A French-style Apricot Tart

My daughter Nicola, her wife and 4-year-old son stopped off overnight en route to the Channel Tunnel and a trip through France, Switzerland and Italy. I wanted to cook a nice meal for the evening but also take into account that with my son’s three boys (2, 5 and 8) coming over for a while in the afternoon, something reasonably simple was in order. With four little boys running in and out of the garden through my small kitchen, nothing too elaborate was going to be possible. And I wanted to prepare as much as I could ahead of suppertime. But even a simple meal can be great. The main would be an Italian inspired fish dish (see this recipe): slices of new potatoes, onion, yellow pepper, halved cherry tomatoes and a sprinkling of dried oregano, coated in olive oil, would be roasted in the oven and at the last-minute pieces of cod loin would be laid on top for the final ten minutes of cooking.

A special meal has to have a dessert too. I’ve been buying lots of apricots. I do like apricots. It’s hard to find some in London that match the glorious, sweet-flavoured ones you buy in Mediterranean markets in the summer, but they’re still a lovely treat. So I decided to make an apricot tart, following the French Apple Tart recipe I’ve been using for years.

The apricots I’d bought were only just ripening and so I decided to roast them for a short time to get the cooking started before adding them to the tart. Also, roasting them a bit with a small amount of sugar would add to their flavour. The tart was made in the morning and sat happily waiting for suppertime. I’d usually serve fruit tarts like this with some single cream. However, there was a little double cream left over from the ‘custard’ in it, but I also had lots of ice cream in my freezer. I decided everyone could choose an accompaniment. Though I guess if you were in France you wouldn’t add anything but just eat it as it is!

A French-style Apricot Tart


  • 225g plain flour
  • 140g butter (soft, not straight from the fridge)
  • 1 tablespoon icing sugar
  • 1 egg  yolk
  • a tablespoon of water


  • 8 apricots, plus a little caster sugar for cooking
  • 75ml double cream
  • 2 tablespoons caster sugar
  • 1 egg


  • about 2 tablespoons apricot jam or marmalade
  • a little water

Make the pastry first so it has time to rest for a half hour or so in a cool place before you use it. Put all the ingredients into a food processor then process until they all come together into a ball of dough.

Wrap the dough in some cling film and leave in a cool place for half an hour.

Meanwhile, prepare the apricots. Halve them and lay cut-side up on a baking tray. Sprinkle over a little caster sugar – only about a dessertspoon. Put into a 200C/180 Fan/Gas 6 oven for about 10 minutes until just showing signs of softening.

Grease a 24cm loose-fitting flan tin. Roll out the pastry until fairly thin (about 2-3cm) and lift into prepared tin. Press it carefully into the edges and you should be able to press of the excess pastry on the top of the tin’s side. There’ll be a little left over. Now crumple up some greaseproof paper and lay on top of the pastry. Fill with baking beans (or dried beans if you don’t have baking beans – I have some ceramic ones that are about 40 years old!). Place on a baking sheet in the hot oven and bake for just 5 minutes. Remove and take out the beans and paper. Put back into the oven for just a minute or so. This is all the prevent a soggy bottom!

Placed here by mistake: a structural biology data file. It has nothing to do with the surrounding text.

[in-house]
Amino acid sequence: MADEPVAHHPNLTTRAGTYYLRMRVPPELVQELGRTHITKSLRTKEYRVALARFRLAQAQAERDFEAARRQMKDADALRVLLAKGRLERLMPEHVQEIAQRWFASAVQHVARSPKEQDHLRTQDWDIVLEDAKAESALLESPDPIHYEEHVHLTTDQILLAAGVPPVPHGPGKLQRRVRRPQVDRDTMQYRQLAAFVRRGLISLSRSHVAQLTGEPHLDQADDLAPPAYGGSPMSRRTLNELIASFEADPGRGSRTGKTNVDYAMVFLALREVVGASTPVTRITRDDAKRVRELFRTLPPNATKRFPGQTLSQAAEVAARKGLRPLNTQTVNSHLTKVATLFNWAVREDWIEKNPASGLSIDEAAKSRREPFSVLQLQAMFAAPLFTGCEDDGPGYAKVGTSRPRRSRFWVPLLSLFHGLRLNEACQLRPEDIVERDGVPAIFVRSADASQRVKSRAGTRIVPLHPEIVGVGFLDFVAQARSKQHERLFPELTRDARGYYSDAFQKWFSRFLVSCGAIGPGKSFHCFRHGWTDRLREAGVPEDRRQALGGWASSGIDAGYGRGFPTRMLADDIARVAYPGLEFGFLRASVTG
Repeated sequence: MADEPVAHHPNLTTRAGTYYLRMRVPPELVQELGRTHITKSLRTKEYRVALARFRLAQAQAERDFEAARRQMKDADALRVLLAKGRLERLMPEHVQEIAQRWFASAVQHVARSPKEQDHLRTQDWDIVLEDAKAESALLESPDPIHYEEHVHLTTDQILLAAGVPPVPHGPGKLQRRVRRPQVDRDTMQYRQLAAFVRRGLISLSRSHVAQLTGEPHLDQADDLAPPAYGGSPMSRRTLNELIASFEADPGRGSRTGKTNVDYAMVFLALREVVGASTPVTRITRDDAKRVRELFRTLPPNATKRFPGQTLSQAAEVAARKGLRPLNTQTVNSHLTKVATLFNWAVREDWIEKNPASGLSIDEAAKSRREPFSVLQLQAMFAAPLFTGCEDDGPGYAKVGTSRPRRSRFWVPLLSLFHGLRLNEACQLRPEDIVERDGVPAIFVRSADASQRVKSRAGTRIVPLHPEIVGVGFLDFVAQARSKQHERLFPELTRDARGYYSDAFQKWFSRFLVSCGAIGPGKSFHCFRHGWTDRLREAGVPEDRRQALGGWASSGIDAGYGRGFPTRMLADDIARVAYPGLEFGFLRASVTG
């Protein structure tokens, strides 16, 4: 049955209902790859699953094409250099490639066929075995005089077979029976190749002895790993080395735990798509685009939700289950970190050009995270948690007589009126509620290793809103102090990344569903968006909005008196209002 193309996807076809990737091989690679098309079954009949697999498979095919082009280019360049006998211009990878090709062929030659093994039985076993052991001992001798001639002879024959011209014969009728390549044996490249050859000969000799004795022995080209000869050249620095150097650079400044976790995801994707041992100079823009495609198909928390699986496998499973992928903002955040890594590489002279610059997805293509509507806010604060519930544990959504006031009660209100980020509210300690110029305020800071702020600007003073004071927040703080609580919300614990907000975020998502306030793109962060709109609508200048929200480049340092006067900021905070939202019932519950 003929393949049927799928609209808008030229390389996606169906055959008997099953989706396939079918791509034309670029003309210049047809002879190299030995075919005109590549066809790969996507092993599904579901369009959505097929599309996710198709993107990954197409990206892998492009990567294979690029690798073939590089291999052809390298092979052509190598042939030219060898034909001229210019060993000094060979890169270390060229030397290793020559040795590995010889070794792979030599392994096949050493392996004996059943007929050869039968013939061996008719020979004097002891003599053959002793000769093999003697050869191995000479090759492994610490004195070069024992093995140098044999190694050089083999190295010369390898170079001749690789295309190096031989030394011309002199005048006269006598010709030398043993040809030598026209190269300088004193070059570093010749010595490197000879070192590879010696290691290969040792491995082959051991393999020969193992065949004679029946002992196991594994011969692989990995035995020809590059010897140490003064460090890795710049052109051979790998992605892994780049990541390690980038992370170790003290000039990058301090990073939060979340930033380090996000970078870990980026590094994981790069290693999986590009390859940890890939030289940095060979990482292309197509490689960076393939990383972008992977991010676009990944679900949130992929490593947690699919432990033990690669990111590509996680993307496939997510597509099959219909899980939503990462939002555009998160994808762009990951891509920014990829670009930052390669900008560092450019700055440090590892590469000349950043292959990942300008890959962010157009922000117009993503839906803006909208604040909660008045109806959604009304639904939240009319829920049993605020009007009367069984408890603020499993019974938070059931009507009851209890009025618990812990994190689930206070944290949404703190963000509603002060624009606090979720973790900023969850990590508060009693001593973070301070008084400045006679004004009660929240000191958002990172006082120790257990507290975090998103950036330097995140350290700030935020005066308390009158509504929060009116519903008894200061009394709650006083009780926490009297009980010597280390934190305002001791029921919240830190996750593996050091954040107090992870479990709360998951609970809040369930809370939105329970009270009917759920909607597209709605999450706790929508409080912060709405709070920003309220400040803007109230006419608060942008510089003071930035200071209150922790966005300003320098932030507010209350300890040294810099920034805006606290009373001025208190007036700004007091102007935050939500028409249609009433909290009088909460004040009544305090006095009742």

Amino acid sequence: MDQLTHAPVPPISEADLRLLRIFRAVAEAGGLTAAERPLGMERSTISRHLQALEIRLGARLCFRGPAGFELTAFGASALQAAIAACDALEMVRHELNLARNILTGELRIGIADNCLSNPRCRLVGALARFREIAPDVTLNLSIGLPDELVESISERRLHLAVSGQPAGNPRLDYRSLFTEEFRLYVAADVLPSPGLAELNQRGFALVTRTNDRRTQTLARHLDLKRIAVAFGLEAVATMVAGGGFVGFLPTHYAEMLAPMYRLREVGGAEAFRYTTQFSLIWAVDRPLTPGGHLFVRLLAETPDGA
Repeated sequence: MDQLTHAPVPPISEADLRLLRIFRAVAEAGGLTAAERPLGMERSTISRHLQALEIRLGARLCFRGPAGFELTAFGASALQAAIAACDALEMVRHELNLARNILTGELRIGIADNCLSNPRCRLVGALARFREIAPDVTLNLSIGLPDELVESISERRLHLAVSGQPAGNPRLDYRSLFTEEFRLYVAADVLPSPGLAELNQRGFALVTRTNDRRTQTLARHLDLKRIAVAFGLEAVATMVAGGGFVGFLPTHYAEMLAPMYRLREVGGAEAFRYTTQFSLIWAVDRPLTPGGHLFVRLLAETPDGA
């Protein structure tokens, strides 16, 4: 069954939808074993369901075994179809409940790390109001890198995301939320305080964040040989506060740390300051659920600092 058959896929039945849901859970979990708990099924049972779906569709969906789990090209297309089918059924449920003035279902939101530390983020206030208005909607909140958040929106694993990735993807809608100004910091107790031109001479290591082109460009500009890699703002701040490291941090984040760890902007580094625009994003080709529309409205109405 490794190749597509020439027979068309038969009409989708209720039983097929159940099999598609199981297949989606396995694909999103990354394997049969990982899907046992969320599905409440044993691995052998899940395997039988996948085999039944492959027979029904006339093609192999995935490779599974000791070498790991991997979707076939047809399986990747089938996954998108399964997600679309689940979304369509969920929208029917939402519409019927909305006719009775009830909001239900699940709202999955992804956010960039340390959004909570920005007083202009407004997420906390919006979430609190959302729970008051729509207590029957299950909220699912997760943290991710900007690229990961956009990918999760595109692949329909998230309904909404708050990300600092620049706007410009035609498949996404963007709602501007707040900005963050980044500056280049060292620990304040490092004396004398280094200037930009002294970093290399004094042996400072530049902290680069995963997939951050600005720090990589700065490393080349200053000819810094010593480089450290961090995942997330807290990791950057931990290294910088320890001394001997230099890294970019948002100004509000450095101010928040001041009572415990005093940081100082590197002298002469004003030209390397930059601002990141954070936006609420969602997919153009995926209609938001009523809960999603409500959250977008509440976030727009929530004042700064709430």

Mix the double cream, 2 tablespoons caster sugar and egg together.


Lay the prepared apricots in the flan case, cut-side down. Then carefully pour the custard mixture over it, avoiding as much on top of the apricot halves as possible. Put the tart into the hot oven for 30 minutes.

When the tart is cooked, remove from the oven and cool in the tin.

Make the glaze by heating the jam or marmalade in a small pan with a little water – about a tablespoon. Stir to mix it together and let it bubble up for a minute or so. Then paint the glaze over the tart with a pastry brush.

The pastry is quite fragile and I decided to leave the tart on the base to serve. But it’s incredibly light and wonderful to eat!

By the time we sat down to supper it was just three of us: Nicola, Rachael and myself. Son Jonathan had taken his three boys home much earlier and Rufus, Nicola’s 4 year old was tucked up in bed asleep.

Nicola and I have always been happy to use any excuse to open champagne – we both love it. And having them to stay at the start of their big holiday was reason enough. I had a half bottle in the fridge – I always have a half bottle in the fridge. You never know when you’ll need champagne! We’d already had some non-alcoholic beers and nibbles in the garden earlier when Jonathan came for his boys. So now we sat with just our glasses of champagne and enjoyed a relaxing moment, time to talk, and time for the cod dish to finish cooking.

The cod and roasted vegetables was delicious. When it came to the apricot tart, various ice cream options were offered. Rachael stuck to the rest of the cream from the custard; Nicola chose vanilla ice cream; and I couldn’t resist a scoop of some Hackney Gelato Dark Chocolate that Waitrose had delivered that morning. I’m not sure if a French patisserie chef would approve, but I couldn’t see anything wrong in apricots + chocolate!

The tart was wonderful. The pastry light and flaky. The apricots such a gorgeous deep flavour from the cooking. And it all came together so well. Nicola said it was a great dish to put them in a French mood for their holiday.

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A lifelong lover of good food and travel; writer and book editor

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